There's not too much to say about the basic Lazy Susan concept itself. In my design as presented, there are 10 stations around the perimeter of the Top Plate and a place to constrain a bowl suitable for (as an example) Water-Color Rinse Water in the middle. Users may want to make the Top plate larger with more stations; easily accommodated with the sturdy hardware and code provided in this design. Users may also care to adjust the size and positions of the various holes to accommodate their particular needs and/or choices in cups, plates, and bowls. I'll leave that up to you!
Unique to this Lazy Susan is that it is rotated by a HiTec HS-785HB Winch Servo that is controlled by the Smart Sip & Puff Controller Module described in Phase One of this Instructable. The powerful Winch Servo specified makes Approximately SIX rotations when commanded between 800 and 2200 uSecs (RC PWM) Servo Pulses. Don't worry if you know little about that stuff... the Code (and the Arduino) will do it all for you! The benefit of having Six Rotations to work with is the ability to go around several times before needing to make nearly a full rotation to go from, say, Station #10 back to Station #1 in a 10 Station design. BTW, the code is easily modified to implement any number of Stations and is currently set to manage 60 (~6 Rotations X 10 Stations).
The pictures in this section will give you a clear idea of the Basic Configuration of this project. In the next section we'll dig deeper into the actual construction of this phase of the project. After that, we'll take a good look at the program code the Arduino operates on, and give you a clue as to PHASE THREE of this project, which will then be revealed and defined in the last section.
This Step concludes with the following PARTS LIST for the Turntable:
1EA HiTec HS-785HB Winch Servo
1EA Servo Horn that matches the Splines of the Servo Selected
The Servo is the most expensive component in the entire system, available on Amazon for ~$42. There are other less expensive choices which may not provide three rotations and may require some code changes.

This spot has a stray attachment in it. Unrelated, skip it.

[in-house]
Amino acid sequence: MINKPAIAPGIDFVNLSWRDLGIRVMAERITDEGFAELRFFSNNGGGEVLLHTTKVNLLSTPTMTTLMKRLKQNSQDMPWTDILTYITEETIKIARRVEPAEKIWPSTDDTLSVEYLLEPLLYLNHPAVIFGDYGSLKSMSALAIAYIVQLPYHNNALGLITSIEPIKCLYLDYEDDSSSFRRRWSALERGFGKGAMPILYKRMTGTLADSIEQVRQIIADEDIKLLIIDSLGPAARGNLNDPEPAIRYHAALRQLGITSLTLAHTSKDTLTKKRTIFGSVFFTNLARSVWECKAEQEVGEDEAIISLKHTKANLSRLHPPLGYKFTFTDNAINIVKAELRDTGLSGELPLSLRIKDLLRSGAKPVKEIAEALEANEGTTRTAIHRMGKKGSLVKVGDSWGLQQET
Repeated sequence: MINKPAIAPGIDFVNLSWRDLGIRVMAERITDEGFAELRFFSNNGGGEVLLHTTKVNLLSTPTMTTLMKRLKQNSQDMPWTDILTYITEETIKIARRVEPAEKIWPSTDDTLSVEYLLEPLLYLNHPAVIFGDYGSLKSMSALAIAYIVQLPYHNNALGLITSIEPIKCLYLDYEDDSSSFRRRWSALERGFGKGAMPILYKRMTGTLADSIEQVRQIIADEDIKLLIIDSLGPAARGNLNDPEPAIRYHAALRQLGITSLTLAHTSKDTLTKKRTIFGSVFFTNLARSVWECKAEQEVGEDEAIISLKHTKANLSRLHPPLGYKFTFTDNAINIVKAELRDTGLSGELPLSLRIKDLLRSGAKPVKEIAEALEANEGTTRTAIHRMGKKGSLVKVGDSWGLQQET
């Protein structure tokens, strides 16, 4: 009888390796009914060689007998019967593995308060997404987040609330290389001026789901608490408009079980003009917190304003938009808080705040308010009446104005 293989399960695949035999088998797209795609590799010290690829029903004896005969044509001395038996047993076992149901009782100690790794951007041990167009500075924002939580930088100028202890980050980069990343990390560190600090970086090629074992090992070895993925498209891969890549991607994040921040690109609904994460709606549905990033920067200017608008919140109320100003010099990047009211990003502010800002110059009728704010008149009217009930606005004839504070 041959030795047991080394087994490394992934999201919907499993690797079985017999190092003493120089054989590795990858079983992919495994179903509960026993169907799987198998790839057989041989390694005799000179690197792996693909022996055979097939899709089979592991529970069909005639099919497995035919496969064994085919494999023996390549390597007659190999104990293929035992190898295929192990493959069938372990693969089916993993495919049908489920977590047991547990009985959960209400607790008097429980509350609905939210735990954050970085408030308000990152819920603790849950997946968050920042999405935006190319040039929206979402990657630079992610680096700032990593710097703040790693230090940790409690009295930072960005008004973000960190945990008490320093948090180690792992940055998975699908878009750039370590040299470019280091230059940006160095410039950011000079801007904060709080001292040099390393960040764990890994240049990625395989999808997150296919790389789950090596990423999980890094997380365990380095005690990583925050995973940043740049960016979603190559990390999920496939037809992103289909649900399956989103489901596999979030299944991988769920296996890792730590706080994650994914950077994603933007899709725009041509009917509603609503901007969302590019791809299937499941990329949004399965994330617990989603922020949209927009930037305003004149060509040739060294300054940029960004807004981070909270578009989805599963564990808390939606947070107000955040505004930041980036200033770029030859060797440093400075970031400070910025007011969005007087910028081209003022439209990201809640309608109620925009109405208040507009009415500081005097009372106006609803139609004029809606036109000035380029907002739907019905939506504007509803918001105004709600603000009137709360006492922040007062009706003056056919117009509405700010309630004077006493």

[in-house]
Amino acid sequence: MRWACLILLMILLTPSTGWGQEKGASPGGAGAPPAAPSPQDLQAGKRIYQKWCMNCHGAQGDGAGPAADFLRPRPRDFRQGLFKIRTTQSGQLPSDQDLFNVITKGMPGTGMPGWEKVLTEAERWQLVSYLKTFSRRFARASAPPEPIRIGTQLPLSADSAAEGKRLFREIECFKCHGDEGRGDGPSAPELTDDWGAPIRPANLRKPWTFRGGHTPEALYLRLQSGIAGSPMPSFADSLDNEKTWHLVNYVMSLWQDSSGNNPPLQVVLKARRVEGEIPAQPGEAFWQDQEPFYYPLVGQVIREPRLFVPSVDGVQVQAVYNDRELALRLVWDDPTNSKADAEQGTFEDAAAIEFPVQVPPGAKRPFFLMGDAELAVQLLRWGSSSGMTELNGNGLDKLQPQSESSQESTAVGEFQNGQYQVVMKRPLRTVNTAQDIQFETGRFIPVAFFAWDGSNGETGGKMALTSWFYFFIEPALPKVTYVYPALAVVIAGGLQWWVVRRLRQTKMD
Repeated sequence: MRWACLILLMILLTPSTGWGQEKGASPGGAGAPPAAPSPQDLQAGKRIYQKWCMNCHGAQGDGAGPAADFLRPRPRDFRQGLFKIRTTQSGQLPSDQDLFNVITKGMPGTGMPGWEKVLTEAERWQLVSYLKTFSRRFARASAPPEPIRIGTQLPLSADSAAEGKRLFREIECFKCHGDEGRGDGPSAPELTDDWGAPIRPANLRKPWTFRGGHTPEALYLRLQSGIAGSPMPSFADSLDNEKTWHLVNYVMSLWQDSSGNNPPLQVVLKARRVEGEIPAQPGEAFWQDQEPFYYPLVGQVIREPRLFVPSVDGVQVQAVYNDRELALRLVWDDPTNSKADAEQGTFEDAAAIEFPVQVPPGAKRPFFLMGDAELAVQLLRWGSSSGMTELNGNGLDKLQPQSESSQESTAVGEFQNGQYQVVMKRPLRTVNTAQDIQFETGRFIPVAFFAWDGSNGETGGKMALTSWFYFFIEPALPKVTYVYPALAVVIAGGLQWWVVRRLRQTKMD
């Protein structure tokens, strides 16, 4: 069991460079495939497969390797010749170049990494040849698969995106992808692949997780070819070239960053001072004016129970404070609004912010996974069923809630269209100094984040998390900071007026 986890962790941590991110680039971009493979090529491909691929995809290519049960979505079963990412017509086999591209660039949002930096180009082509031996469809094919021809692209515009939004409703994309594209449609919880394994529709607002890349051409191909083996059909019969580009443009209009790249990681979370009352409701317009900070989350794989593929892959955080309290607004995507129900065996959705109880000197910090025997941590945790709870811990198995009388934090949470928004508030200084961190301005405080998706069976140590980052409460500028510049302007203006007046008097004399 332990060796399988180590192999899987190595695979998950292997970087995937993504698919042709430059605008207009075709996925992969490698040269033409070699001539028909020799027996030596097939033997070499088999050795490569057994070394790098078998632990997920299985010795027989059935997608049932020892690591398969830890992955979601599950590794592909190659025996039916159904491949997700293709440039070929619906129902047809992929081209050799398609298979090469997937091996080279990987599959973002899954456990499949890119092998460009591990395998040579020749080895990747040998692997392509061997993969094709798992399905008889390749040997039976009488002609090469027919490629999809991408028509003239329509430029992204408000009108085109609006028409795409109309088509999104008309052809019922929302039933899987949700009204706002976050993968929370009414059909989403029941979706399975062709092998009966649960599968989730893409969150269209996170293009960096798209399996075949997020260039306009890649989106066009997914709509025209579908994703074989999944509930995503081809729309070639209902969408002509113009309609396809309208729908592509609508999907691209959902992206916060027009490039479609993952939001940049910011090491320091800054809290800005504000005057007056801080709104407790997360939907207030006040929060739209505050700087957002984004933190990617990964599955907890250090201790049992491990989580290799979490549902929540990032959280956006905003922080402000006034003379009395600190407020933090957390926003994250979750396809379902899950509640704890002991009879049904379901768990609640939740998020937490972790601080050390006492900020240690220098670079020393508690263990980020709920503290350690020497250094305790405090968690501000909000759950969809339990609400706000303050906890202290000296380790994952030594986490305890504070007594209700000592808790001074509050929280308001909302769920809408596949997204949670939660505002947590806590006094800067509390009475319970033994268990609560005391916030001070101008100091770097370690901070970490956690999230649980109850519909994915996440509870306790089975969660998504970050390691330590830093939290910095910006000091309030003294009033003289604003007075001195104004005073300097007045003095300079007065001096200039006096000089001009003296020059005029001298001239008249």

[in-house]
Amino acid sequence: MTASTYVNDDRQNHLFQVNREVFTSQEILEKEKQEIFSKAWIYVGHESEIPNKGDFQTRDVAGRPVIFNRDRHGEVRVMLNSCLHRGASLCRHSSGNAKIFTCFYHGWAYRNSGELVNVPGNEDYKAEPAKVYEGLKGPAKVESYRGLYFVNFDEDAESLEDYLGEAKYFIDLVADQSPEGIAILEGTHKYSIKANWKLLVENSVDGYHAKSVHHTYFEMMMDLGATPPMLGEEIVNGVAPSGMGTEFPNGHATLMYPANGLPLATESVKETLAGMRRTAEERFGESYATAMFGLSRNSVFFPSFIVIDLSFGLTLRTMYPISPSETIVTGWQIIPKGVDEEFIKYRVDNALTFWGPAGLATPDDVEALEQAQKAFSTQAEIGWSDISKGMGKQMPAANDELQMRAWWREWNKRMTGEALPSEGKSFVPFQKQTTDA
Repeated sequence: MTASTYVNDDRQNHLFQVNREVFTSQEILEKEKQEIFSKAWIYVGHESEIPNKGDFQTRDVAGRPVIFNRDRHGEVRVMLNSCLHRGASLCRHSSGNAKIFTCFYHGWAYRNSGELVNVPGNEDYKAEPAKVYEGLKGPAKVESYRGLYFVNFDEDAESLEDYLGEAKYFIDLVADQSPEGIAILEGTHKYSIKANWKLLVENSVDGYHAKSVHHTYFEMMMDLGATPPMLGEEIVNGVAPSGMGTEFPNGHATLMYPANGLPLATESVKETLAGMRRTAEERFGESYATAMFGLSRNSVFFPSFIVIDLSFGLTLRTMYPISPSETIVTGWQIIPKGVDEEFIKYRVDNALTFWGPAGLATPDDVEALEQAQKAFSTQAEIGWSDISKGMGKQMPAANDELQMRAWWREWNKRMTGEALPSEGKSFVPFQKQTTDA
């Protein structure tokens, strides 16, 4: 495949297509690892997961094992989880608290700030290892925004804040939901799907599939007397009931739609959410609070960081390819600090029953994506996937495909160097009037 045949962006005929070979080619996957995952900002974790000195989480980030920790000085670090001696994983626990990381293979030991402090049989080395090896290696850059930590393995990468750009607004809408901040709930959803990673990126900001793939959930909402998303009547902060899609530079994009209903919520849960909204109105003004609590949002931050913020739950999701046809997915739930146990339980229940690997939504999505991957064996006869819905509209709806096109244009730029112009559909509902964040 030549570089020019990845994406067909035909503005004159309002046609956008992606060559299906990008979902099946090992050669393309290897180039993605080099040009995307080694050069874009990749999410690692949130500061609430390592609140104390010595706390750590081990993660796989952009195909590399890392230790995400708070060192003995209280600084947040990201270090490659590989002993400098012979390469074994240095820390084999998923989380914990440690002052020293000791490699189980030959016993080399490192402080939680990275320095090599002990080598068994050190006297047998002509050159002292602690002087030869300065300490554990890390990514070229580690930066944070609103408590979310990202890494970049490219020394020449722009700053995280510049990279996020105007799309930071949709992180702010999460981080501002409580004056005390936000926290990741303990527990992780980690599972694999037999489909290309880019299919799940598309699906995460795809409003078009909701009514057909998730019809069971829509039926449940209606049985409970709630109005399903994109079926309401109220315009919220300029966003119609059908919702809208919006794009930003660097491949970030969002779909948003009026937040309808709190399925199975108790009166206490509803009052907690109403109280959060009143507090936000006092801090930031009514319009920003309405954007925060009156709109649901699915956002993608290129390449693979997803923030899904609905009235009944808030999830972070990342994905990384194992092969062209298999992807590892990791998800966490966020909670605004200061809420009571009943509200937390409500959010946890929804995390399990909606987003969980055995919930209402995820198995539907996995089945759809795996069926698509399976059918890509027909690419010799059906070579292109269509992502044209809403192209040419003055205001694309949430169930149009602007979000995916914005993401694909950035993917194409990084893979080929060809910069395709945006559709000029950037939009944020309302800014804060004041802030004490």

1EA Corrosion Resistant Turntable (Bearing) - McMaster-Carr P/N 6031K210 $7.76
1EA Deck Plate: can be made from material of your choice. Mine is .5 thick Plywood.See Drawings for Details
1EA Base: Plate can be made from material of your choice. See Drawings for Details
2EA Servo Support Blocks. See Drawings for Details
4EA Turntable Support Posts. See Drawings for Details
NOTE: I GIVE YOU MCMASTER-CARR PART NUMBERS FOR REFERENCE ONLY...
6EA MMC# 90011A194 8 X .5 Slotted Round-Head Wood Screws
- Attach Bearing and Servo Horn to Top Plate
4EA MMC# 91772A190 8-32 X .25 PHP Screw - Attach Servo to Servo Support Blocks
4EA MMC# 91772A827 10-32 X .375 PHP Screw - Attach Bearing to Support Posts
4EA MMC# 91771A833 10-32 X 1 FHP Screw - Attach Support Posts to Base Plate
Step 4: LET'S TEAR THIS "LAZY SUSAN" THING APART (and Put It Back Together Again)!
I am Including Detail Drawings for Each Part of This Design... You should feel free to make modifications or adjustments to suit your particular needs, keeping in mind the following Important Points:
1. The Servo Shaft must line up nearly perfectly with the Center of the Top Plate. This requirement is mitigated somewhat if you take care to mount the Servo to the Servo Plate with the Rubber Mounts provided with the Servo.
2. The Servo Support Blocks must be of correct length to allow the Servo to be stationed into the Servo Horn which is permanently attached to the underside of the Top Plate.
3. The Bearing Support Posts must be of sufficient length to allow the Servo to fit under the Top Plate.
NOT SHOWN IN THE DETAIL DRAWING: A Recessed Area on the Upper Surface of the Top Plate to constrain a Bowl such as shown in the other pics, or perhaps another object altogether.
SPEAKING OF DETAIL DAWINGS...
IN ADDITION TO DRAWING FILES AT THE TOP OF FOLLOWING STEPS...
FIND .STEP FILES FOR THE FABRICATED PARTS HERE (Cut&Paste to Browser without the Quote marks):
Step 5: CALL THE DOCTOR STAT... HE'S CODING!
FIND THE COMPLETE CODE HERE (Cut&Paste to Browser without the Quote marks):
"DisabledAdventurers.com/SIPNPUFF/SPTT-DRIVER.ino" Current Rev: 191204.
Be sure to place the .ino file in a Folder called: "SPTT-DRIVER".
MEANWHILE, LET'S SEE IF I CAN PRESENT A BIT OF IT HERE TO GET YOU STARTED...
(An hour and a half later...)
Well, it turns out putting highly Formatted Code directly in an Instructable isn't all that easy, so let's go this route: